Any time you have work done by a subcontractor, there needs to be a formal agreement signed by both parties. This will eliminate any chance of changing the cost of the project without approval since you will have everything you need to dispute the price increase in legal processes if necessary. If you accepted an estimate as your contract without explicitly signing a contract, then this may be the source of your problem. Still, it is not an excuse for the subcontractor to change the price without discussing it with you first. While it may be more difficult to enforce the estimates in court, it is not unheard of.
Related: Types of Construction Cost Estimates
Ask an Attorney for Help
If you find yourself in a situation where you are having a dispute with a subcontractor about the price of a job, contact an attorney for help. A Chicago construction law firm can help you analyze the situation and find the best course of action. This could involve building a dispute case or negotiating with the subcontractor. Whatever the proposed resolution, having legal advice makes it easier to make informed decisions.
Your lawyer may be able to resolve the situation without resorting to extensive legal action. The resolution could be as simple as negotiating a better rate with the subcontractor. Using the evidence that is available, a lawyer can argue that the lack of informed consent makes it the price increase indefensible. You may find that having your lawyer address the problem with the subcontractor could effectively resolve the problem without having to go to court. Subcontractors may be more willing to negotiate when a lawyer is involved.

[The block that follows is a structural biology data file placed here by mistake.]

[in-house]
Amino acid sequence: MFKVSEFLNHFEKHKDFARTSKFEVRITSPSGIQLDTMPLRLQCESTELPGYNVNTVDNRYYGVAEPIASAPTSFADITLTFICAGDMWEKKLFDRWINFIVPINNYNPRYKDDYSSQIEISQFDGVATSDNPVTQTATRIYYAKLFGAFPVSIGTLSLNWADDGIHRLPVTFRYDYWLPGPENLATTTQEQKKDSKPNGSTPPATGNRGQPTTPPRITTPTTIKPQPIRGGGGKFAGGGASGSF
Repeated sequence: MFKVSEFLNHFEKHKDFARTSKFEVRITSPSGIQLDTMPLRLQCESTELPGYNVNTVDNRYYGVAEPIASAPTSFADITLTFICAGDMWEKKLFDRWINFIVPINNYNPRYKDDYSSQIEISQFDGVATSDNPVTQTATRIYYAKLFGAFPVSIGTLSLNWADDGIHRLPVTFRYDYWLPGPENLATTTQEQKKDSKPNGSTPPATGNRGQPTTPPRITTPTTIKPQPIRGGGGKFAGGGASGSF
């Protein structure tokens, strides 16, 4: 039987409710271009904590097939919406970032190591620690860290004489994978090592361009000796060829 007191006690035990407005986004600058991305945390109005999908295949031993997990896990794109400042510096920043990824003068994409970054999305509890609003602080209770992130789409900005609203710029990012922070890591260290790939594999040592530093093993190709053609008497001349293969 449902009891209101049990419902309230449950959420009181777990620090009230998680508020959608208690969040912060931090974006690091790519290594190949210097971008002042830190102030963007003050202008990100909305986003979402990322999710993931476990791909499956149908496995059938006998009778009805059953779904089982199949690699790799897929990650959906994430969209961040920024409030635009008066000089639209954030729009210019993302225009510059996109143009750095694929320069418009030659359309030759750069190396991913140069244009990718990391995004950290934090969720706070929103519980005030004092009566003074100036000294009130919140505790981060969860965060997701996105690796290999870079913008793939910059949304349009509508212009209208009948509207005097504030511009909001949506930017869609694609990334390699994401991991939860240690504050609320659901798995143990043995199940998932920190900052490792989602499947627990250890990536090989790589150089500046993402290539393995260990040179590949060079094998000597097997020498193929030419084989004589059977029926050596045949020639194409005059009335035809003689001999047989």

Approval for Changes
To prevent these types of problems from developing, make sure that all your contracts and agreements stipulate that you must provide written approval for changes. This will apply in situations where the subcontractor changes materials in order to adjust the price of the work. That way, he or she must approach you with the possible changes before completing any of the work so that you have a chance to review it and agree to it. More often than not, this resolves the problem in an acceptable way for both parties.
Some subcontractors change the type of materials during a project as a way of increasing how much they can charge contractors. This is called unjust enrichment and can be a common practice in some areas. Essentially, the subcontractor switches to more expensive materials so that they can inflate the cost of the job. Because this change was not agreed to, you have a defense in court if needed. You can also prevent unjust enrichment by negotiating contracts with specific costs and material requirements.
Resolving conflicts with subcontractors is a tricky subject for contractors because it’s important not to alienate any of the companies that you work with. Take care to make sure that your contracts are well developed to protect yourself from these types of situations. If you have any questions about construction contracts and construction law, contact one of our Chicago construction lawyers from Cotney Attorneys & Consultants.
If you would like to speak with one of our Chicago construction attorneys, please contact us today.
Disclaimer: The information contained in this article is for general educational information only. This information does not constitute legal advice, is not intended to constitute legal advice, nor should it be relied upon as legal advice for your specific factual pattern or situation.